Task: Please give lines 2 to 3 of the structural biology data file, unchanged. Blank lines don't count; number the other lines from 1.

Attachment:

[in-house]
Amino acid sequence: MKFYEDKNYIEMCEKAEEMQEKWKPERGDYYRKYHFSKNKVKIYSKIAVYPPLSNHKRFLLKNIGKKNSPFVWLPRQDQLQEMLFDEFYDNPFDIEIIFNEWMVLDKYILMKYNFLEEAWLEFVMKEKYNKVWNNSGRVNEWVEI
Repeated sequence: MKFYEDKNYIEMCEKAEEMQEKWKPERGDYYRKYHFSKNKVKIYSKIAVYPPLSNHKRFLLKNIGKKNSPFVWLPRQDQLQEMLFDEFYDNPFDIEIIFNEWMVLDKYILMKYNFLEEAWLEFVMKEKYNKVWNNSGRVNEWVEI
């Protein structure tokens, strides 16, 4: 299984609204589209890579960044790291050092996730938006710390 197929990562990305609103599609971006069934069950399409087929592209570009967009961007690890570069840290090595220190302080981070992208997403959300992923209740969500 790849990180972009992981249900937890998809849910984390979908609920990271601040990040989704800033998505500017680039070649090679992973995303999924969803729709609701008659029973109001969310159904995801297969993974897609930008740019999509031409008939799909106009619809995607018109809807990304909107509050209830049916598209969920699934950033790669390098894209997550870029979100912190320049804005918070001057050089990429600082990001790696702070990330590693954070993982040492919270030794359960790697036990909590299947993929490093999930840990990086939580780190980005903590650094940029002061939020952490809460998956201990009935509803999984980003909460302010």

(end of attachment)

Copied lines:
Amino acid sequence: MKFYEDKNYIEMCEKAEEMQEKWKPERGDYYRKYHFSKNKVKIYSKIAVYPPLSNHKRFLLKNIGKKNSPFVWLPRQDQLQEMLFDEFYDNPFDIEIIFNEWMVLDKYILMKYNFLEEAWLEFVMKEKYNKVWNNSGRVNEWVEI
Repeated sequence: MKFYEDKNYIEMCEKAEEMQEKWKPERGDYYRKYHFSKNKVKIYSKIAVYPPLSNHKRFLLKNIGKKNSPFVWLPRQDQLQEMLFDEFYDNPFDIEIIFNEWMVLDKYILMKYNFLEEAWLEFVMKEKYNKVWNNSGRVNEWVEI